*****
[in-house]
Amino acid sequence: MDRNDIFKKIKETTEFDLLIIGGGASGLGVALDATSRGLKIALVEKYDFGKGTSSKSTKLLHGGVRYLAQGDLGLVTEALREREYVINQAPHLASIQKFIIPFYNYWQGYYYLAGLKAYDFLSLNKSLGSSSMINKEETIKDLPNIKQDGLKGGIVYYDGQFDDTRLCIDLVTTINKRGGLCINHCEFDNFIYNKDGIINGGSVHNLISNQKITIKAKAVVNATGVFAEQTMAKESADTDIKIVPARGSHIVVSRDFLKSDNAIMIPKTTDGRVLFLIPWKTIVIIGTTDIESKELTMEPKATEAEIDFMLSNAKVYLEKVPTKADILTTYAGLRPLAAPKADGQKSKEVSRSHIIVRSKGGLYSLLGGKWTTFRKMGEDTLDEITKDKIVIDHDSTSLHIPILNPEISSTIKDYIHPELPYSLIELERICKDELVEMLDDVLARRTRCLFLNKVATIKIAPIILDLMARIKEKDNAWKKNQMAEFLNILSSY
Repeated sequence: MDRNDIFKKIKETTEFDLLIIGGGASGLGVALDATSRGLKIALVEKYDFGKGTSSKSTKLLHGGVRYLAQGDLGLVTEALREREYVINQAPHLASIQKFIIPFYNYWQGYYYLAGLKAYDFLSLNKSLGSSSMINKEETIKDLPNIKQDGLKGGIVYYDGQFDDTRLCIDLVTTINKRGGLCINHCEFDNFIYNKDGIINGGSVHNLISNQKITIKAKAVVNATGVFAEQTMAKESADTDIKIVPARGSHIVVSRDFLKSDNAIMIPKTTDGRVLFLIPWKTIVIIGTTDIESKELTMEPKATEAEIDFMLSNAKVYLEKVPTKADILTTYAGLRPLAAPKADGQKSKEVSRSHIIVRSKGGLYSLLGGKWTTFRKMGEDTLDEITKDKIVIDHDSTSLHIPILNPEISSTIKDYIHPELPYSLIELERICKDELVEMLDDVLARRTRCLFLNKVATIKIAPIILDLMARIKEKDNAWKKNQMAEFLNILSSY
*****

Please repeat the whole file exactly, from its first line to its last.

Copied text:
[in-house]
Amino acid sequence: MDRNDIFKKIKETTEFDLLIIGGGASGLGVALDATSRGLKIALVEKYDFGKGTSSKSTKLLHGGVRYLAQGDLGLVTEALREREYVINQAPHLASIQKFIIPFYNYWQGYYYLAGLKAYDFLSLNKSLGSSSMINKEETIKDLPNIKQDGLKGGIVYYDGQFDDTRLCIDLVTTINKRGGLCINHCEFDNFIYNKDGIINGGSVHNLISNQKITIKAKAVVNATGVFAEQTMAKESADTDIKIVPARGSHIVVSRDFLKSDNAIMIPKTTDGRVLFLIPWKTIVIIGTTDIESKELTMEPKATEAEIDFMLSNAKVYLEKVPTKADILTTYAGLRPLAAPKADGQKSKEVSRSHIIVRSKGGLYSLLGGKWTTFRKMGEDTLDEITKDKIVIDHDSTSLHIPILNPEISSTIKDYIHPELPYSLIELERICKDELVEMLDDVLARRTRCLFLNKVATIKIAPIILDLMARIKEKDNAWKKNQMAEFLNILSSY
Repeated sequence: MDRNDIFKKIKETTEFDLLIIGGGASGLGVALDATSRGLKIALVEKYDFGKGTSSKSTKLLHGGVRYLAQGDLGLVTEALREREYVINQAPHLASIQKFIIPFYNYWQGYYYLAGLKAYDFLSLNKSLGSSSMINKEETIKDLPNIKQDGLKGGIVYYDGQFDDTRLCIDLVTTINKRGGLCINHCEFDNFIYNKDGIINGGSVHNLISNQKITIKAKAVVNATGVFAEQTMAKESADTDIKIVPARGSHIVVSRDFLKSDNAIMIPKTTDGRVLFLIPWKTIVIIGTTDIESKELTMEPKATEAEIDFMLSNAKVYLEKVPTKADILTTYAGLRPLAAPKADGQKSKEVSRSHIIVRSKGGLYSLLGGKWTTFRKMGEDTLDEITKDKIVIDHDSTSLHIPILNPEISSTIKDYIHPELPYSLIELERICKDELVEMLDDVLARRTRCLFLNKVATIKIAPIILDLMARIKEKDNAWKKNQMAEFLNILSSY